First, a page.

Day Four of teaching has come with some definite highlights. Whether it’s the children grasping complicated concepts of human rights, or having an in-depth discussion of deforestation, today has left the Obruni crew feeling accomplished. In addition to teaching, we began one of our after school projects of measuring the height, weight, and shoe size (yes, getting a 12-year-old fresh out of class to stop and measure their feet was as difficult as one might imagine). Those who weren’t helping with the kids continued to organize the library. So all in all, a great day of teaching was had at Heritage Academy. We ended the day with a cozy (read: sticky and humid) movie night where all 11 of us packed around a single laptop to watch “Rise and Shine.” This Villanova-made documentary profiles a Heritage student (that we had the pleasure to meet) and a student in the Philadelphia school district, illustrating the struggles faced by each as they try to complete their education. The movie creates a powerful and complex interpretation of the effects of poverty and race in education systems all over the world, and how these two students should be inspirations to each other and to us all.

We also had the opportunity this afternoon to have a long discussion with the headmaster of Heritage, Mr. DeGraft. His commitment to the students is incredible, and his passion for every single child is immediately apparent in the way he speaks about his position. He took 45 minutes out of his day to explain his concern for each student’s personal education and success, rather than the overall school’s position in national rankings (a focus that often lets less fortunate students fall through the cracks). We were particularly impressed with Mr. DeGraft’s ability to maximize the resources that he has been presented with. Heritage has been able to create a community that both appreciates the culture of Ghana while incorporating more innovative teaching methods, setting it apart from government schools (who still use caning as a method of discipline and are primarily lecture and repetition based).

Listening to Mr. DeGraft talk about education here inevitably led us to think about the education we will be returning to in less than a week at F&M (and UPenn for one loser). Our experience at Heritage has forced us to confront issues that are a lot bigger than ourselves or our academic careers. However, we realize that our experience here does not change the responsibilities that we have made for ourselves at home, and returning to those brings a constant anxiety that could only be found in America. Our group has truly come to value the time we have taken to slow down and reflect each night. Whether the topic was trivial or profound, we felt that discussing these matters with each other offered opportunity for self-growth and added a certain amount of clarity and meaning to each day. As a group, we see the importance of maintaining this type of reflection and bringing the practice back with us to our respective schools and lives. So the next time we are stressed, instead of reaching for Netflix and the Nutella bottle we will choose to be mindful instead. Or at least eat Nutella while writing in a journal.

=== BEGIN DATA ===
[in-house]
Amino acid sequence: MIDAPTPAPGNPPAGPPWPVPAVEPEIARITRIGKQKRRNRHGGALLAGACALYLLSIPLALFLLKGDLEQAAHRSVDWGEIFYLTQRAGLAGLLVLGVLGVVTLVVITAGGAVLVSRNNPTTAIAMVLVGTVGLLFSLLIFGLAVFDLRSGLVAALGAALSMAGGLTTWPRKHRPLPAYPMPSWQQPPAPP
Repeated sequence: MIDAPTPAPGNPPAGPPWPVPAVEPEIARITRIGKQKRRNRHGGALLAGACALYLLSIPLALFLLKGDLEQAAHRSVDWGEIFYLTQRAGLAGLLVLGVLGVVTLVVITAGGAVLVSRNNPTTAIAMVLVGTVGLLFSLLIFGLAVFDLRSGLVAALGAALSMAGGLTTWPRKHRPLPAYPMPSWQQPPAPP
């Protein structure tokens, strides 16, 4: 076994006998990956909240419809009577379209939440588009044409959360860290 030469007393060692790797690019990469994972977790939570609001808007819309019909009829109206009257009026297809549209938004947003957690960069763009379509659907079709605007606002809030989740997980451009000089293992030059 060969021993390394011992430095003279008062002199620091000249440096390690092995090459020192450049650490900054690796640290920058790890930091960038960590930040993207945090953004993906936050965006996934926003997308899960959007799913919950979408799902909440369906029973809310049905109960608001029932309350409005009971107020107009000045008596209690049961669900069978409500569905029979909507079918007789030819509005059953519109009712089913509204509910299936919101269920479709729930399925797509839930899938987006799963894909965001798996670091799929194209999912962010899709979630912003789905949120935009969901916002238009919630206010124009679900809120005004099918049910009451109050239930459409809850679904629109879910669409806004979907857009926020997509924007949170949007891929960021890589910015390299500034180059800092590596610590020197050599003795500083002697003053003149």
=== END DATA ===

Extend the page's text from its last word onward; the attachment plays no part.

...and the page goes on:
All our love,

Chloe, Erika and the Gang

P.S. Everyone check out Kyle’s LinkedIn cause he totally SUCKED UP ALL OUR INTERNET updating it.

P.P.S. MOLLY BUDDINE VOCINO GOT INTO UPENN SOCIAL WORK GRAD SCHOOL TODAY (…adding another loser to the UPenn crowd)

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Sorry to our 8th grade teachers…we finally understand.

Mondays.  Oh Mondays.  Why must they come so soon?  After a relaxing and eventful weekend we felt a little apprehensive starting such a daunting, teaching-heavy week.  Whether it be lesson plan anxiety, mild bodily discomfort, or feeling a little homesick, it was clear we all had our worries about how this Monday would go and whether we would be successful in engaging with our students in meaningful ways.

Some challenges we continued to face today revolved around effectively managing our classrooms and dealing with troublesome students. Having drawn a lot from our own experiences in grade school, many of us are feeling like we are, at times, falling short of being able to command their full attention and gaining 100% of their respect. Breaking into the already predefined “classroom culture” here at Heritage has been a definite barrier, but one that we are slowly breaking down and becoming a part of. This has lead all of us to realize that teaching is a skill that is honed over time and is causing us to feel a great deal of respect for the teachers that have helped shape our lives in many apparent (and subtle) ways.

The day was filled with highs, however, as we continued to connect with our students in new and surprising ways. For example, after having a difficult start to the teaching process, one of the students in Katie’s Human Rights class came forward with a completely finished final project days before it was due. The students were instructed to create their own countries, including designing a flag, constitution, and structure, and it was so encouraging to see this student really embrace a challenging concept with such creativity.  Kyle also experienced a breakthrough today in his Creative Writing class when a quiet, yet confident student proudly read a short story of his own.  For us, who seek to teach material that will encourage students to explore their creativity, these moments of expression are self-affirming and inspiring.